Götz et al. consider a number of reasons why people high in openness to experience might be more willing to shelter-in-place. Götz et al. argued that openness to experience is related to more accurate risk perceptions. This was based on an interesting study of HIV risk perception (Trobst et al., 2000) that found that in sexually active people who appeared to be aware of the risk factors for contracting HIV, those who were low in openness to experience denied that there was any chance, even one-in-a-million, that they would ever be infected with HIV, even though they admitted to engaging in risky sexual behavior. Trobst et al. suggested that this might be because people low in openness to experience might be restricted in their consideration of information about risk due to their rigid thinking styles. Additionally, openness to experience is associated with the ability to vividly imagine scenarios, which might allow a person to mentally simulate the consequences of risky behavior. People low in openness may be unable to imagine that they might actually contract a disease.

Götz et al. also consider that differences in political ideology might play a role, as high openness to experience tends to be associated with more liberal and less conservative political views. In the US at least, the pandemic has become highly polarized along political party lines (Hart et al., 2020), and Republicans have been found to be less willing to practice social distancing than Democrats (Allcott et al., 2020; Painter & Qiu, 2020). On the other hand, it is worth noting that political conservatism also tends to be associated with high conscientiousness (Fatke, 2017) and with pathogen avoidance behavior (Tybur et al., 2016), which might lead one to expect conservatives to be more willing to shelter-in-place. The research on political polarization related to COVID-19 cited by Götz et al. was all based in the US, so whether it reflects a more general pattern that applies in other countries is not yet clear.

Another possibility is that higher openness to experience is related to greater willingness to shelter-in-place because it is a personality trait that is uniquely related to higher intelligence (DeYoung, 2011). For this reason, people higher in this trait may find it easier to understand the nature of the risks involved and the importance of social isolation at this time. Additionally, it could be that openness to experience has different effects on disease-related behavior in modern times than it did in the evolutionary or even more recent past when people did not understand how disease was transmitted.

Lastly, the findings by Götz et al. help shed light on the strong situation hypothesis, the claim that personality matters most for understanding how people behave only in “weak” situations in which people are free to act how they wish but is of little importance in “strong” situations in which external environmental factors impose constraints on behavior in the form of clear social norms that dictate what people are supposed to do. This idea has been highly pervasive in personality and social psychology, despite there being little research testing whether or not it is true (Cooper & Withey, 2009).

Stringent government policies directing people to shelter-in-place could be considered a strong situation. Götz et al. found that such policies did completely reduce the effect of neuroticism and partially reduced the effect of openness to experience on sheltering-in-place. However, these policies had no effect on reducing the influence of extraversion, agreeableness, and conscientiousness. Hence, the strong situation of stringent government policies only weakened effects of some personality traits but not others. Furthermore, personality effects were robust even when controlling for a range of demographic factors, such as age, gender, income, and health, as well as actual and perceived COVID-19 infection and death rates. Therefore, it would be more accurate to say that personality continues to have an important influence on behavior even in strong situations such as the current pandemic.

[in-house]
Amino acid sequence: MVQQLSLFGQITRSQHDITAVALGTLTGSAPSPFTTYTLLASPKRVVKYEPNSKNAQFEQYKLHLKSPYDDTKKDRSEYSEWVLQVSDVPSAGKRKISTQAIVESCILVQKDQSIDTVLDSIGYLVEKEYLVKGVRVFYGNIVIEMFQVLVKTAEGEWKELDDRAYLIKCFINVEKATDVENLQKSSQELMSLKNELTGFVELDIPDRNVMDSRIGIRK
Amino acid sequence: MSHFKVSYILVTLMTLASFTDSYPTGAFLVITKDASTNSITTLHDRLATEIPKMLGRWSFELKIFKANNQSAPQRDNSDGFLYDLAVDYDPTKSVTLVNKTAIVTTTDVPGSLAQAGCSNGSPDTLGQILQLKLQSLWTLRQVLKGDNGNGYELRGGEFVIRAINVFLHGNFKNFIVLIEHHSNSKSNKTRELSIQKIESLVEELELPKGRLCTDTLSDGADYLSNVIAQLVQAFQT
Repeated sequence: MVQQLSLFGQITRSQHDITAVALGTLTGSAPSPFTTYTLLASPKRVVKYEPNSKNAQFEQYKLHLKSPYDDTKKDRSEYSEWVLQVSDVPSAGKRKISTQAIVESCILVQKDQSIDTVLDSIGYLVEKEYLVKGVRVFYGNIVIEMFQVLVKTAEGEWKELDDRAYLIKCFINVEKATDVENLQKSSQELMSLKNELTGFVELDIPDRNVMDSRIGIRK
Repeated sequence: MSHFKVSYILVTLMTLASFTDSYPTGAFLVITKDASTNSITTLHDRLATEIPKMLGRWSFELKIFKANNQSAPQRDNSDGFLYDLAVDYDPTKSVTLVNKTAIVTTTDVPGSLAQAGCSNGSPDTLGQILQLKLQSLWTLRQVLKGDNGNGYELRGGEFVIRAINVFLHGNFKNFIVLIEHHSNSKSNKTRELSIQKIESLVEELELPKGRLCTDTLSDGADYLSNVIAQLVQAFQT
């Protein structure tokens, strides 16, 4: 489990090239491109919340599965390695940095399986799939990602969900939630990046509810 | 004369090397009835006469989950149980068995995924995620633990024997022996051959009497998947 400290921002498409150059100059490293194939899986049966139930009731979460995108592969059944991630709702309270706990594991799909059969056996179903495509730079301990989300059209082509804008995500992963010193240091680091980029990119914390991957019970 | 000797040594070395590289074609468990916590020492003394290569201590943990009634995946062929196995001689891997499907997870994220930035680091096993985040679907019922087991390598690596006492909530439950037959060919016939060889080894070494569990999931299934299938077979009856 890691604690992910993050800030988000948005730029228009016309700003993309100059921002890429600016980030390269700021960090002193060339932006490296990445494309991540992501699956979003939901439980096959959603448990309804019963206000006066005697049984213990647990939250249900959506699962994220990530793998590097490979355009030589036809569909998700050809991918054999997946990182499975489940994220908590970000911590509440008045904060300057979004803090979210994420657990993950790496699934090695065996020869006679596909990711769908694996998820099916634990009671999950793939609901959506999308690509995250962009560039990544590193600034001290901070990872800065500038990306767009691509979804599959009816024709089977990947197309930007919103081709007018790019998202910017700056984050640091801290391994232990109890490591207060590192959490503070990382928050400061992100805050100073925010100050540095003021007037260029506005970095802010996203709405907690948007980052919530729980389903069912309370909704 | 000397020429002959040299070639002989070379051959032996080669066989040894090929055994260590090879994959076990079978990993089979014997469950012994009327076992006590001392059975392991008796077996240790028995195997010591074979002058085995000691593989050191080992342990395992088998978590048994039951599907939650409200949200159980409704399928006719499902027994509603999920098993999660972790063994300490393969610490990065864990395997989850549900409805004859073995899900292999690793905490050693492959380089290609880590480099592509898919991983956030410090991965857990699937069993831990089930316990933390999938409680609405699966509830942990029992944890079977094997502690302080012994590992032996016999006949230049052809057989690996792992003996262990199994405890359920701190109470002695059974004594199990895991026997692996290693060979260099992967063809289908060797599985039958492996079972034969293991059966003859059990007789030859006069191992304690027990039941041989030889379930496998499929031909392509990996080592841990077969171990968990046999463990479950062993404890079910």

References

Allcott, H., Boxell, L., Conway, J., Gentzkow, M., Thaler, M., & Yang, D. Y. (2020). Polarization and Public Health: Partisan Differences in Social Distancing during the Coronavirus Pandemic (SSRN Scholarly Paper ID 3570274). Social Science Research Network. https://doi.org/10.2139/ssrn.3570274

Cooper, W. H., & Withey, M. J. (2009). The Strong Situation Hypothesis. Personality and Social Psychology Review, 13(1), 62–72. https://doi.org/10.1177/1088868308329378

DeYoung, C. G. (2011). Intelligence and Personality. In R. J. Sternberg & S. B. Kaufman (Eds.), The Cambridge Handbook of Intelligence (pp. 711–737). Cambridge University Press; Cambridge Core. https://doi.org/10.1017/CBO9780511977244.036

Fatke, M. (2017). Personality Traits and Political Ideology: A First Global Assessment. Political Psychology, 38(5), 881–899. https://doi.org/10.1111/pops.12347

Götz, F., Gvirtz, A., Galinsky, A., & Jachimowicz, J. (2020). How Personality and Policy Predict Pandemic Behavior: Understanding Sheltering-in-Place in 55 Countries at the Onset of COVID-19. https://doi.org/10.31234/osf.io/c7sj2

Hart, P. S., Chinn, S., & Soroka, S. (2020). Politicization and Polarization in COVID-19 News Coverage. Science Communication, 1075547020950735. https://doi.org/10.1177/1075547020950735

Painter, M., & Qiu, T. (2020). Political Beliefs affect Compliance with COVID-19 Social Distancing Orders (SSRN Scholarly Paper ID 3569098). Social Science Research Network. https://doi.org/10.2139/ssrn.3569098

Schaller, M., & Murray, D. R. (2008). Pathogens, personality, and culture: Disease prevalence predicts worldwide variability in sociosexuality, extraversion, and openness to experience. Journal of Personality and Social Psychology, 95(1), 212–221. https://doi.org/10.1037/0022-3514.95.1.212

Trobst, K. K., Wiggins, J. S., Jr, P. T. C., Herbst, J. H., McCrae, R. R., & Iii, H. L. M. (2000). Personality Psychology and Problem Behaviors: HIV Risk and the Five-Factor Model. Journal of Personality, 68(6), 1233–1252. https://doi.org/10.1111/1467-6494.00133